characters in this book professes true devotion to their religion, it is the contrast among characters that illustrates the morally lost state of the generation. Essayist John Pratt points out that, “[E]ach major character represents one religious attitude” (151). Hemingway’s novel contains a semi-pious Catholic, a detested Jew, and a pagan who combine to portray the religious abandonment that World War I essentially created.
Jake Barnes is the semi-pious Catholic. Although Jake is deemed one of the “more religious” characters in the novel, his attitude towards religion and the Catholic faith in general show that the War affects him in this way too. Once again it is his relationship with Brett that causes his religious hopelessness. Jake admits that when he first met Brett, he sought advice from the Catholic Church on how to handle their relationship while dealing with his injury. He knew that he and Brett would not be able to have children because of this injury that left him impotent, but Jake went to get advice from a religion that sees marriage as first a procreative and
then a unitive sacrament. “The Catholic Church had an awfully good way of handling that. Not to think about it” (Hemingway 35). Therefore, Jake is bitter “toward what he thinks to be the Church’s unacceptable attitude toward his wound” (Pratt 153). This very advice causes him much pain in his relationship with Brett that came as a result of the War.
Lady Brett Ashley is the pagan. It is clear from the very beginning of The Sun Also Rises that Brett lacks certain beliefs and values that other people normally possess. During her stay in Pamplona, Spain, however, Brett makes it clear that she also lacks morals and any kind of religious beliefs. During the Pamplona fiesta, Brett tells Jake that she wishes to hear him confess. Jake, however, tells her that if she listens to him confess, it will be in a language she does not know. The obvious reason for this is that Jake will confess in Latin or Spanish, but it is also possible that it means she will not understand “the language of the Christian religion” (Baker 89). After Brett meets Pedro Romero, the absence of God in her life can be seen again. Brett asks Jake to take her to a cathedral so she can pray for her new beau, but she soon becomes uncomfortable. After trying to pray for only a couple of seconds, Brett leaves the cathedral.
“I’m damned bad for a religious atmosphere, I’ve got the wrong type of face” (Hemingway 188). Brett, therefore, knows that she has rejected God and she accepts this. She re-emphasizes her pagan state at the end of the novel when she commends herself for deciding to end her relationship with Romero in an effort to save him. Brett tells Jake that her decision makes her feel good and that her goodness is what she has instead of God. Jake tells her that many people have God to which Brett replies, “He never worked very well with me” (Hemingway 221). Lady Brett Ashley, then, is most likely a pagan due to her War-time experiences, but she believes that her being so has worked to her advantage.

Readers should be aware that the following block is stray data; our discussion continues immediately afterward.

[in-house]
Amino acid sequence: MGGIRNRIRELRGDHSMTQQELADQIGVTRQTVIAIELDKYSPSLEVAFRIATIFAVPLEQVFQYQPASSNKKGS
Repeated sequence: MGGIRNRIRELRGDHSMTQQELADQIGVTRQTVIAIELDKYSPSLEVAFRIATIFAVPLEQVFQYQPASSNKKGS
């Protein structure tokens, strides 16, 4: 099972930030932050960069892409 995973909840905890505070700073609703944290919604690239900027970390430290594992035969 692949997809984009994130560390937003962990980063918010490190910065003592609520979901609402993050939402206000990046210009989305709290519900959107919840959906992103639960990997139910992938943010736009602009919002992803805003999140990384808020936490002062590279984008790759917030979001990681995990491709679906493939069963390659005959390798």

Robert Cohn represents the detested Jew in a more symbolic sense than the rest of the characters in The Sun Also Rises. During the course of the novel, not much is said about
Robert’s religious preferences, but it is in fact his religion that makes him the scapegoat for the anger of his so-called friends. Jake states that Robert is a Jew within the first few pages of the
novel. Jake also states that until Robert went to college, no one made him feel that he was a Jew and therefore different from anyone else. The significance of this statement lies in the fact that Jake, and other members of their circle of friends, do see Robert as different just because of his religion. While Brett is never referred to as “the pagan,” Robert is often called “the Jew,” with a variety of derogatory terms attached to it. The first fault that Jake and his friends find with Robert is that he did not fight in the War. They attribute this to the fact that Robert is Jewish so right from the beginning, the Great War causes problems in Robert Cohn’s life.
Throughout the remainder of the novel, Robert suffers a variety of insults pertaining to his religion. When he becomes upset in Burguete because Brett has not yet arrived, Bill and Jake attribute this to his Jewish superiority. “Well, let him not get superior and Jewish,” remarks Bill at one point (Hemingway 92). During the fiesta in Pamplona, Mike Campbell calls Robert a steer. By using this term, Mike is saying that Robert is inferior to the rest of the “bulls” (he, Jack, and Bill) because steers “lack not only testicles, but also the ability to inspire passion” (Quieto sec. 1). In this statement, Mike emphasizes his dislike of Cohn simply because of his religion. Mike sees that Cohn can become “Jewish and superior” at times so he feels that he must make him feel inferior in all other ways. Although Robert never discusses his religion anywhere in the novel, he is detested by the majority of the characters for the simple fact that he is a Jew. By not fighting in the War, Robert receives further criticism from his friends and this emphasizes the idea that the Great War ruined religion for many people.